Roméo Mivekannin deconstructs the history of the visual representation of the Black body in artPosted on
Roméo Mivekannin’s solo show « The Souls of Black Folk » is a haunting, visual, and archaeological excavation. He dwells at specific historical junctures to examine anthropological pictures, paintings such as Manet’s Olympia and Benoist’s iconic portrait of a Black woman with an exposed bosom. Although these visual materials are usually buried in archival libraries and art history books, their legacies still linger in our collective memories. Mivekannin deconstructs the history of the visual representation of the Black body in art by subverting the codes of visual imagery.
For the show, the artist recreated contemporary versions of these memorable art history images by substituting his body and face for those of the original Black characters. With each artwork, Mivekannin appears to be relentlessly asking: what does it feel like to be seen through and defined by the eyes of others, particularly white males? What does it feel like to inhabit a body that has been objectified and commoditised for centuries? The exhibition is a visual rendering of W.E.B. Du Bois’ concept of « double-consciousness.» It’s a notion the sociologist and activist elucidated in his 1903 book «The Souls of Black Folk,» which denotes a perpetual feeling of duality: « A negro; two souls, two thoughts, two unreconciled strivings. »
Mivekannin expands upon the sociologist’s investigation, adding his Beninese sensitivities. Instead of striving for Du Bois’ « merger » of these two visions of self, the artist elects to proceed to a redemptive cleansing. The creation of these contemporary and alternative images amount to a “voodoo ritual” aimed at freeing these bodies from the shackling gaze of subjugation, a redemptive act of artistic healing.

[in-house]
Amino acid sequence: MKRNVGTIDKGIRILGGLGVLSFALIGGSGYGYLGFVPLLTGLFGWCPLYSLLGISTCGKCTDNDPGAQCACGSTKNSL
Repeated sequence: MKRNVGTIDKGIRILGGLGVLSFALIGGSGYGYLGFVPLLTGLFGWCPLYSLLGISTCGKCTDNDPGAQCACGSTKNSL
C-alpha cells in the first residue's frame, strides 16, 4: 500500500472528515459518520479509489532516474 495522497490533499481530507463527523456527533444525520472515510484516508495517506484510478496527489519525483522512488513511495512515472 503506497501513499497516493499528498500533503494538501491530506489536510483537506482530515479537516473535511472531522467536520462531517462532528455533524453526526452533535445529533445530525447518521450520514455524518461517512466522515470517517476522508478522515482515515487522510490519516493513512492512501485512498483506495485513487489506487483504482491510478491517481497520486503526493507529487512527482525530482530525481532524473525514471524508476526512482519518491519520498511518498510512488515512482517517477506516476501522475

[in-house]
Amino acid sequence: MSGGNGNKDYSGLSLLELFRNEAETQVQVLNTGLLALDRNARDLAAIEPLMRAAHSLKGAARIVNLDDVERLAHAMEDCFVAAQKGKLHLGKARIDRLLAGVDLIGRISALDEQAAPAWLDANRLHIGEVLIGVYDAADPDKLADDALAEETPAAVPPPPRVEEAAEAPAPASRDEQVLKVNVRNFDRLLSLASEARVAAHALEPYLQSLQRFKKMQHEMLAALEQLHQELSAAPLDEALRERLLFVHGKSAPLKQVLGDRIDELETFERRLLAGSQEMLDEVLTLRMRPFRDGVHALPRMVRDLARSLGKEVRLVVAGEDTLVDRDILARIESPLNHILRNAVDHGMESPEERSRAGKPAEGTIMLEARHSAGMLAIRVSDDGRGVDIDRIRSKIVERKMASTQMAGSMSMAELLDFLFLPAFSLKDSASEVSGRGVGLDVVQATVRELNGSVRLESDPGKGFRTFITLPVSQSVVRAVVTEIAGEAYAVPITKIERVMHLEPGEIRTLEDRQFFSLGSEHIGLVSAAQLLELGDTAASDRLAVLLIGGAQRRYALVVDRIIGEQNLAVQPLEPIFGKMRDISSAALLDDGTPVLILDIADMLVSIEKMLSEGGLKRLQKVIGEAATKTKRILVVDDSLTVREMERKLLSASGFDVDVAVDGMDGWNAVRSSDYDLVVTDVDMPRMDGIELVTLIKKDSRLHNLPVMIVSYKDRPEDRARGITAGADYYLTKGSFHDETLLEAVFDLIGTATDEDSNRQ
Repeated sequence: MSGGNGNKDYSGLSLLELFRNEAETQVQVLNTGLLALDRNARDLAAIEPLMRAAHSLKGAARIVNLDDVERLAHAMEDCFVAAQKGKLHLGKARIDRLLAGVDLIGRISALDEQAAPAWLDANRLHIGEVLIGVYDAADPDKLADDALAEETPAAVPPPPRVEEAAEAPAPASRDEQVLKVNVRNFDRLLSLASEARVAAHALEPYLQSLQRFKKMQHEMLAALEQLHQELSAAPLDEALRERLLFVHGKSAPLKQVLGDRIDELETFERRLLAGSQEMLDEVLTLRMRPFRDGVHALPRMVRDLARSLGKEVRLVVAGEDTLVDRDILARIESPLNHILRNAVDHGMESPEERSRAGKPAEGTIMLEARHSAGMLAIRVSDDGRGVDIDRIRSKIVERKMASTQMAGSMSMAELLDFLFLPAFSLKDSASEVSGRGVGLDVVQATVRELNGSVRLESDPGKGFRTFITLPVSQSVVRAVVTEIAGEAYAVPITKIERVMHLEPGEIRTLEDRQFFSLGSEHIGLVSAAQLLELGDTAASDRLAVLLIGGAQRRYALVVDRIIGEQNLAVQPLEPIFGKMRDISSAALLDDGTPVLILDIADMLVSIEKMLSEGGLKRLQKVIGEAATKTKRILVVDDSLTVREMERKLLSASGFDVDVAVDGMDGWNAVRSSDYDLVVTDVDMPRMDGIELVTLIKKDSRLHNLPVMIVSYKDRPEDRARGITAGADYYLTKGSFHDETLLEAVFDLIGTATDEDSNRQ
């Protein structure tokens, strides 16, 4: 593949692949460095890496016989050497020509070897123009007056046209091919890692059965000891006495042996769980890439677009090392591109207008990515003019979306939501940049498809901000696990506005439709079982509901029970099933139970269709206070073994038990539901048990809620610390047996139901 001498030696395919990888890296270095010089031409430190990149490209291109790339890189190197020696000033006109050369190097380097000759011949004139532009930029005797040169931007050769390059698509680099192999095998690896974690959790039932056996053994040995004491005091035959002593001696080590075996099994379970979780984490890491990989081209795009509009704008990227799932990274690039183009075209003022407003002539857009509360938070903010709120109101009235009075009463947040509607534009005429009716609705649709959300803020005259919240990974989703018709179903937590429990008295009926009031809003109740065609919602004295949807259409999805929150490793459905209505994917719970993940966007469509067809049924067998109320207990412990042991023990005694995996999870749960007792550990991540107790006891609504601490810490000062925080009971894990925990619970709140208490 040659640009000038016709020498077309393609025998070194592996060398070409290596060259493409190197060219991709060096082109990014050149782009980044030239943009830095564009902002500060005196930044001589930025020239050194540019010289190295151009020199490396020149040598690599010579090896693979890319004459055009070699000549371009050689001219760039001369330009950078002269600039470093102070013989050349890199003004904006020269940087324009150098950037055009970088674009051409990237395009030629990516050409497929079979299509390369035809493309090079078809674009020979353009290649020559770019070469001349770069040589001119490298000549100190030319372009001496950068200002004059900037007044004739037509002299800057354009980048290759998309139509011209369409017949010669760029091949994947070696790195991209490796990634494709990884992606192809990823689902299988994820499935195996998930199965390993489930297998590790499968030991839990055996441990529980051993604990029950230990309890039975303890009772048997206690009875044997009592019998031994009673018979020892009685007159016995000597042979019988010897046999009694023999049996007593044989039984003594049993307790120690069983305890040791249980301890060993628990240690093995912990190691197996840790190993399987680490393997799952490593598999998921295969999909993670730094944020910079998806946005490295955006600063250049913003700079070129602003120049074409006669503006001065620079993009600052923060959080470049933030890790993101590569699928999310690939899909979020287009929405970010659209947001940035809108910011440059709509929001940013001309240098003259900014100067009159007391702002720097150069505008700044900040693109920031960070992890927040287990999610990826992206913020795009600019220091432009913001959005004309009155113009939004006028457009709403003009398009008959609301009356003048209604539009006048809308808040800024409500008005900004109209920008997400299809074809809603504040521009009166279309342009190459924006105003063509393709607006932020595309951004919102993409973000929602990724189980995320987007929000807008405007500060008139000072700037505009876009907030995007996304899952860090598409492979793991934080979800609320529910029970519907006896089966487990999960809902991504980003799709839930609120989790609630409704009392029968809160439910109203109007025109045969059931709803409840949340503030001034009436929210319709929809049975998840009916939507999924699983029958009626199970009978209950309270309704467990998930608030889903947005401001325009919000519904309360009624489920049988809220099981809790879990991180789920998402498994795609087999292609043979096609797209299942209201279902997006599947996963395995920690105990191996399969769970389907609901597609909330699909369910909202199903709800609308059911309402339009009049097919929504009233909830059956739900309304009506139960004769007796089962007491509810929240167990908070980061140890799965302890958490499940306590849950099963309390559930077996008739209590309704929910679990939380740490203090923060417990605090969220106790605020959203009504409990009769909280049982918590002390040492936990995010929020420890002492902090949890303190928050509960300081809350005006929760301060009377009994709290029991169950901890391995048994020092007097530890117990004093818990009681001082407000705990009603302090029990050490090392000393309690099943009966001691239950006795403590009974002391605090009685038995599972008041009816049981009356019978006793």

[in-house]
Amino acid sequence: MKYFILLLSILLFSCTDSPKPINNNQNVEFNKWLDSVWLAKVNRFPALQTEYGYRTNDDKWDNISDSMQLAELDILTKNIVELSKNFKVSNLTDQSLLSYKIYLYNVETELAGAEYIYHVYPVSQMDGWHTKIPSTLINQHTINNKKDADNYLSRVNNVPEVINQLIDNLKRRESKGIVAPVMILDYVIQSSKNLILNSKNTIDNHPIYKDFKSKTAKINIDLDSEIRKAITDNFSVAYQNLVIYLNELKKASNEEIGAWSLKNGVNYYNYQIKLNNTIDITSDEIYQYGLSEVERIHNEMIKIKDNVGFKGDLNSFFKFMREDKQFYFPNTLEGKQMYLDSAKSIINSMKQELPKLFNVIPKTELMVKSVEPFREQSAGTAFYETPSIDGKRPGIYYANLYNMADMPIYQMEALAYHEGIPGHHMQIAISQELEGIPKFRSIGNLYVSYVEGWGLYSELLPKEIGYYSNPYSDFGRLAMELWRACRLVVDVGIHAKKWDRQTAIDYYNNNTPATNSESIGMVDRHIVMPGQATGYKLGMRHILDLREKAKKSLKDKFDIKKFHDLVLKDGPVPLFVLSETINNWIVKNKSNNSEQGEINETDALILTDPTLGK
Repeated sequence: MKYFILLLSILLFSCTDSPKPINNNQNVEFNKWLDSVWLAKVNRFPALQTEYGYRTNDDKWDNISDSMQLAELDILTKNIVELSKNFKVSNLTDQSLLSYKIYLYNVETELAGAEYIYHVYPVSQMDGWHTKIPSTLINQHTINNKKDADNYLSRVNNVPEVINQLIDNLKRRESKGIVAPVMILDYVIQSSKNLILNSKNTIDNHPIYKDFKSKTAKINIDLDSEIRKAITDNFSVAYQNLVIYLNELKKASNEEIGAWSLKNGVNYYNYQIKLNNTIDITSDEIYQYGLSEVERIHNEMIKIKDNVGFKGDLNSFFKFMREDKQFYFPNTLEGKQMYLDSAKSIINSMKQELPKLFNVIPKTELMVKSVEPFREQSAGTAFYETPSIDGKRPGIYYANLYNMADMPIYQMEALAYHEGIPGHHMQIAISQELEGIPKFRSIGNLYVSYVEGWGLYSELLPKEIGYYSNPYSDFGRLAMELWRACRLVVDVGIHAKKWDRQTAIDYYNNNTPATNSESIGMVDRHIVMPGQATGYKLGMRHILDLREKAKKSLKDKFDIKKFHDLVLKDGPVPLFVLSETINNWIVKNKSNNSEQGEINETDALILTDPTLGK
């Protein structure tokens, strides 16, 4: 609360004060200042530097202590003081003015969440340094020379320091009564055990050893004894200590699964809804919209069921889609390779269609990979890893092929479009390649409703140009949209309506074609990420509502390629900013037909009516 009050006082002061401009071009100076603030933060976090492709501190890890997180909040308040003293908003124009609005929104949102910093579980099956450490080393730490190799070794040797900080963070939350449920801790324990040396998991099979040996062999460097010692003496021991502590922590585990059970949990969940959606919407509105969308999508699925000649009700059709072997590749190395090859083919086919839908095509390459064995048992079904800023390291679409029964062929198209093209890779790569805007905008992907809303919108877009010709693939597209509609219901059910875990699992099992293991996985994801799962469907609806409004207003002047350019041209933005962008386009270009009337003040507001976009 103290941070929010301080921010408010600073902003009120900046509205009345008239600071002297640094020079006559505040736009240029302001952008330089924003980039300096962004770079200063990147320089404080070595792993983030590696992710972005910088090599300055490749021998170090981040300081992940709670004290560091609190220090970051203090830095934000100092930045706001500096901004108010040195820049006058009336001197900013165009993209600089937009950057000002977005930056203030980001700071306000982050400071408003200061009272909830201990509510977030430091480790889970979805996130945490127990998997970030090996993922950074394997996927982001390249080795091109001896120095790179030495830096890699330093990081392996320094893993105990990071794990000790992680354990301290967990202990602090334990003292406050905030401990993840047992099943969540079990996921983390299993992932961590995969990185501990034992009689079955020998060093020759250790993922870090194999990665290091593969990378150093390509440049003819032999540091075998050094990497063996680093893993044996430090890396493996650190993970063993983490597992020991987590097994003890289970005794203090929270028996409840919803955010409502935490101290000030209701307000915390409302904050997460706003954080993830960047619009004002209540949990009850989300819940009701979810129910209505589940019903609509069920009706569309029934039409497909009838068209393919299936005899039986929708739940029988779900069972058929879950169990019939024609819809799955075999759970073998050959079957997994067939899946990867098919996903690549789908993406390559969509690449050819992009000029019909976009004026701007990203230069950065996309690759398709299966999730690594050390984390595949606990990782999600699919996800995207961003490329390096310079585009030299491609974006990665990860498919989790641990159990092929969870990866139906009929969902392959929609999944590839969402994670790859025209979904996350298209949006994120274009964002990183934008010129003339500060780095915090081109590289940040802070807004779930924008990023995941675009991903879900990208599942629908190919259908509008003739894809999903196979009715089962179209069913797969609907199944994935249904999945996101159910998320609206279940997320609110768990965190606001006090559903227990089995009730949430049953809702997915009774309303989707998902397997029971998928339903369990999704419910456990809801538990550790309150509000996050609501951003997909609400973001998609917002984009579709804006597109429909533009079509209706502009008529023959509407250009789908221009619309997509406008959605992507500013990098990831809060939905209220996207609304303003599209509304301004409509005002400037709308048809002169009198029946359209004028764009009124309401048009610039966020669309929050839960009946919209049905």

The show echoes the blockbuster exhibition Posing Modernity: The Black Models: From Gericault to Matisse that traveled from the Wallach Art Gallery (US) to the Musee D’Orsay in Paris in 2019. But in this case, though, it is significant that this visual act of reclamation takes place on the African continent, in Abidjan, where an African audience can engage with these poignant visual artworks.
We have asked the artist to give us an insight into his creative practice and what led to the emergence of this stirring body of work.
Obatala: Roméo Mivekannin, congratulations on your inaugural exhibition in Abidjan. How was the show “The Souls of Black Folk” perceived by the public?
Roméo Mivekannin: The exhibition raised a lot of questions, and people make the works their own. There was a genuine engagement, and the exchanges we had with each other were fascinating. This is all the more important to me as these images were created by those in positions of power in Europe, and they have seldom been seen in Africa, if at all.
O: Your exhibition goes back through centuries of representation that objectified the Black body. Why was it important for you to revisit that long history of biased representation?
RM: According to an African proverb, “until the lions have their own historians, the history of the hunt will always glorify the hunter.” For centuries, our story has been told for us, and it was told from a Western point of view (eurocentric perspective), which has ended up shaping the way the world looks at our bodies. My work is decolonial: it contributes to deconstruct these stereotypes and recount another story, different from the Manichean version told by those in positions of power. Their power can be political, economic, and above all, symbolic. Beyond the representation of Black bodies, I am foremost interested in bodies rendered invisible through art history.
O: These representations were powerful ways to articulate Black people’s alterity and disseminate the notion of “primitive,” why did you choose to insert yourself into that narrative (even if it’s on your own terms)?
RM: It is both a cultural and political choice. It’s political because it is related to the construct of my identity in relation to the notion of alterity. It is a submissive, terrorised, stereotypical, commodified, dominated body because it was the object of subjugation.